House debates

Monday, 18 February 2019

Questions without Notice

Disability Services

2:00 pm

Photo of Bill ShortenBill Shorten (Maribyrnong, Australian Labor Party, Leader of the Opposition) Share this | | Hansard source

My question is to the Prime Minister. How can the Prime Minister claim that his government never opposed a disability royal commission, when every government senator voted against one just four days ago? Will the Prime Minister reverse his government's position and commit to establishing a royal commission into violent abuse and neglect of people with a disability before the next election?

Photo of Scott MorrisonScott Morrison (Cook, Liberal Party, Prime Minister) Share this | | Hansard source

I thank the member for his question, and I welcome those in the gallery who I know have a keen interest in the issue of disabilities, and are indeed living with disability, and their families. The government takes the abuse and neglect of people with disabilities very seriously. At no point as Prime Minister have I ever said that I oppose a royal commission. What I said very clearly in the House last week was that we would consider this matter very carefully. That matter will come before the House later today, and I fully expect the motion to be passed, as I made very clear over the weekend.

On what we will be doing, though, when it comes to dealing with this issue, I'm not seeking to make any partisan points about this.

Opposition Member:

An opposition member interjecting

Photo of Scott MorrisonScott Morrison (Cook, Liberal Party, Prime Minister) Share this | | Hansard source

I am not, unlike the Leader of the Opposition, who, sadly, is, I think, trying to make a partisan issue out of this. Until last Thursday, the last time the Leader of the Opposition raised a question regarding his proposal for a royal commission into these matters was in May 2017. So, all of a sudden, the Leader of the Opposition recalls a proposal for which he has no terms of reference and no specific details as to how it would be conducted.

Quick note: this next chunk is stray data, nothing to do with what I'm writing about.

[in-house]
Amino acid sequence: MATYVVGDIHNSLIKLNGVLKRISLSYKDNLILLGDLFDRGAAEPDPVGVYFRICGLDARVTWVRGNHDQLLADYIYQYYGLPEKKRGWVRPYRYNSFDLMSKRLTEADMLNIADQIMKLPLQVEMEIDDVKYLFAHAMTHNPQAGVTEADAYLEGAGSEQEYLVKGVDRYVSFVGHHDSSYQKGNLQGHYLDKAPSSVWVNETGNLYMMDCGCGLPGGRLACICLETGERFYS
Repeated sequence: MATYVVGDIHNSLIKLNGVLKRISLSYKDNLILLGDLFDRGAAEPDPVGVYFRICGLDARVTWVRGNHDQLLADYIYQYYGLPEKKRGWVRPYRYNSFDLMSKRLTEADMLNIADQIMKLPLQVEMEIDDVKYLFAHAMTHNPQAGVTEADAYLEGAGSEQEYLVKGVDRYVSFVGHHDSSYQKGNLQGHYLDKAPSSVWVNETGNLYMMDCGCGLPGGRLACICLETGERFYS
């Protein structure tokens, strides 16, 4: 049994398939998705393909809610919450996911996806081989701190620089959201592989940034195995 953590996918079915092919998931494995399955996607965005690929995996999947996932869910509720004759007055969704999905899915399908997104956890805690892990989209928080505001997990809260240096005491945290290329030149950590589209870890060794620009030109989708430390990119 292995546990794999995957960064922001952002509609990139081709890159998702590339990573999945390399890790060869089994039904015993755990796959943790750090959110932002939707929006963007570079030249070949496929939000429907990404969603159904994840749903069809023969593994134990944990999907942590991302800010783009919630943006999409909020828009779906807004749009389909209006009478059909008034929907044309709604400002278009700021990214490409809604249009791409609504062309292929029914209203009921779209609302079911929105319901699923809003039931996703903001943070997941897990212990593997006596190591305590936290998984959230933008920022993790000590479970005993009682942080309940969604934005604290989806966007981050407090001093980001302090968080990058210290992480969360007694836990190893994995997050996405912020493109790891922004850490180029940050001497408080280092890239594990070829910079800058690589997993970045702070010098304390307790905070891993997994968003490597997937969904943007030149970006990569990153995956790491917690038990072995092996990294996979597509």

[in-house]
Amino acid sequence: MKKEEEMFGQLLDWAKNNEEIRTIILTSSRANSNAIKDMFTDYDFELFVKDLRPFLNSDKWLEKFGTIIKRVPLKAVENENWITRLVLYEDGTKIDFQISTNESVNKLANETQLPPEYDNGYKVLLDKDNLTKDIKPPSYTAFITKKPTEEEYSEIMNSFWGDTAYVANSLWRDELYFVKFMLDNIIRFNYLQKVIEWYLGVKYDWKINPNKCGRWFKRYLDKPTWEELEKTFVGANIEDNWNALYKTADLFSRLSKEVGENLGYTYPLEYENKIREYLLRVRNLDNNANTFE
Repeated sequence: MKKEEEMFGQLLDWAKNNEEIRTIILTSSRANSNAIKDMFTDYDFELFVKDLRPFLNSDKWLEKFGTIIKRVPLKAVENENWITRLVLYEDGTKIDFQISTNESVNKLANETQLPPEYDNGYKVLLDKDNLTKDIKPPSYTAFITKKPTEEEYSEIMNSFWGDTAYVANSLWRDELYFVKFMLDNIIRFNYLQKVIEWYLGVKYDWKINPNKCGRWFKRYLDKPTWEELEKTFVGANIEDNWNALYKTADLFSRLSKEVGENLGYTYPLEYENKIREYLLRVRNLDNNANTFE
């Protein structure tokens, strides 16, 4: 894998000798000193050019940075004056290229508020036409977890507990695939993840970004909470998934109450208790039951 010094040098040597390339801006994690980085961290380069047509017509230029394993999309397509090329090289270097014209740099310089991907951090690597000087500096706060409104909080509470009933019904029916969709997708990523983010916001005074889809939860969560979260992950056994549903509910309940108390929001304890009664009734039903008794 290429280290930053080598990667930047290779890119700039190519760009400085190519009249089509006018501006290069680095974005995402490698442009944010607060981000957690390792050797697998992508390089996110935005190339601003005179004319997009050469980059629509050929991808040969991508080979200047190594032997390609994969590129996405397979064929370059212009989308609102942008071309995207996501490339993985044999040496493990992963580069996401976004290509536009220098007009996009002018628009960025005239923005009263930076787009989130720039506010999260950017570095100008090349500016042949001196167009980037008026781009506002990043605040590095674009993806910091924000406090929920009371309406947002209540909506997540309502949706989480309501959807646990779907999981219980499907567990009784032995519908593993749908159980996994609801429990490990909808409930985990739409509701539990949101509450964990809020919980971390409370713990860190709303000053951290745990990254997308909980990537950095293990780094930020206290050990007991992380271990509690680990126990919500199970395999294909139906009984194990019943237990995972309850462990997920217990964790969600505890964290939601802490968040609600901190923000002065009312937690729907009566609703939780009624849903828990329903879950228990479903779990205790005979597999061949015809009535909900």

As I remarked in response to the message from the Senate today, the government will take this matter on and the government will do what we always do: we will consult with stakeholders. We will consult with the states and territories, because these are matters that have, until this time—prior to the formation of the National Disability Insurance Scheme—been handled by state and territory governments. Something like that will require the concurrence of state and territory governments so that we can ensure that all of the issues over the past decade will be able to be addressed in that type of an inquiry.

The government will have numerous ways that we can pursue this, and we will do the work to ensure that, when we take this issue forward, it will be done in a well thought through manner and without any partisan rancour. I invite the Leader of the Opposition to stop seeking to make this a partisan issue and ensure that we have bipartisanship on the issue of people with disabilities. We provided that when we supported the National Disability Insurance Scheme and we will continue to provide that. I acknowledge Julia Gillard as the former Prime Minister who ensured that that groundbreaking reform was introduced. I invite the Leader of the Opposition to not play politics with disabilities and to put away the way that he has been seeking to address this issue in this House.